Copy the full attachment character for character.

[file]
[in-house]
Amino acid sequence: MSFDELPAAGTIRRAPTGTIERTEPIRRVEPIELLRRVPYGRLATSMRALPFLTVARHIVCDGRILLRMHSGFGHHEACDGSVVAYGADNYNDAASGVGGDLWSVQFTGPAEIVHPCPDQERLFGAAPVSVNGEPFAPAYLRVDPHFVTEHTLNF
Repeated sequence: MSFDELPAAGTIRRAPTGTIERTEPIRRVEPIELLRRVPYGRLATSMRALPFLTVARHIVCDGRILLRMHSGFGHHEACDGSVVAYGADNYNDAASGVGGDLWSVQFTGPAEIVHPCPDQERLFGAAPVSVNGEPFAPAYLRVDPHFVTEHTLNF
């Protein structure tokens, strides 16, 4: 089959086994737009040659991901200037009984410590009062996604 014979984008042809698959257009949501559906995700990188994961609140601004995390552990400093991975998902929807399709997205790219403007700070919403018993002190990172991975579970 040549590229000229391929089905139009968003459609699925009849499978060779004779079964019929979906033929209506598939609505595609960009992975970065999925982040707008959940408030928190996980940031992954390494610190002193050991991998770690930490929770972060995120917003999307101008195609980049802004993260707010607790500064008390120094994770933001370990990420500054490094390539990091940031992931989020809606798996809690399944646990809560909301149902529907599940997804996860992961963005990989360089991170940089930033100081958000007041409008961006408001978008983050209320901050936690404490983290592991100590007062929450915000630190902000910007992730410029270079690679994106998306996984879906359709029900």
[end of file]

[in-house]
Amino acid sequence: MSFDELPAAGTIRRAPTGTIERTEPIRRVEPIELLRRVPYGRLATSMRALPFLTVARHIVCDGRILLRMHSGFGHHEACDGSVVAYGADNYNDAASGVGGDLWSVQFTGPAEIVHPCPDQERLFGAAPVSVNGEPFAPAYLRVDPHFVTEHTLNF
Repeated sequence: MSFDELPAAGTIRRAPTGTIERTEPIRRVEPIELLRRVPYGRLATSMRALPFLTVARHIVCDGRILLRMHSGFGHHEACDGSVVAYGADNYNDAASGVGGDLWSVQFTGPAEIVHPCPDQERLFGAAPVSVNGEPFAPAYLRVDPHFVTEHTLNF
């Protein structure tokens, strides 16, 4: 089959086994737009040659991901200037009984410590009062996604 014979984008042809698959257009949501559906995700990188994961609140601004995390552990400093991975998902929807399709997205790219403007700070919403018993002190990172991975579970 040549590229000229391929089905139009968003459609699925009849499978060779004779079964019929979906033929209506598939609505595609960009992975970065999925982040707008959940408030928190996980940031992954390494610190002193050991991998770690930490929770972060995120917003999307101008195609980049802004993260707010607790500064008390120094994770933001370990990420500054490094390539990091940031992931989020809606798996809690399944646990809560909301149902529907599940997804996860992961963005990989360089991170940089930033100081958000007041409008961006408001978008983050209320901050936690404490983290592991100590007062929450915000630190902000910007992730410029270079690679994106998306996984879906359709029900």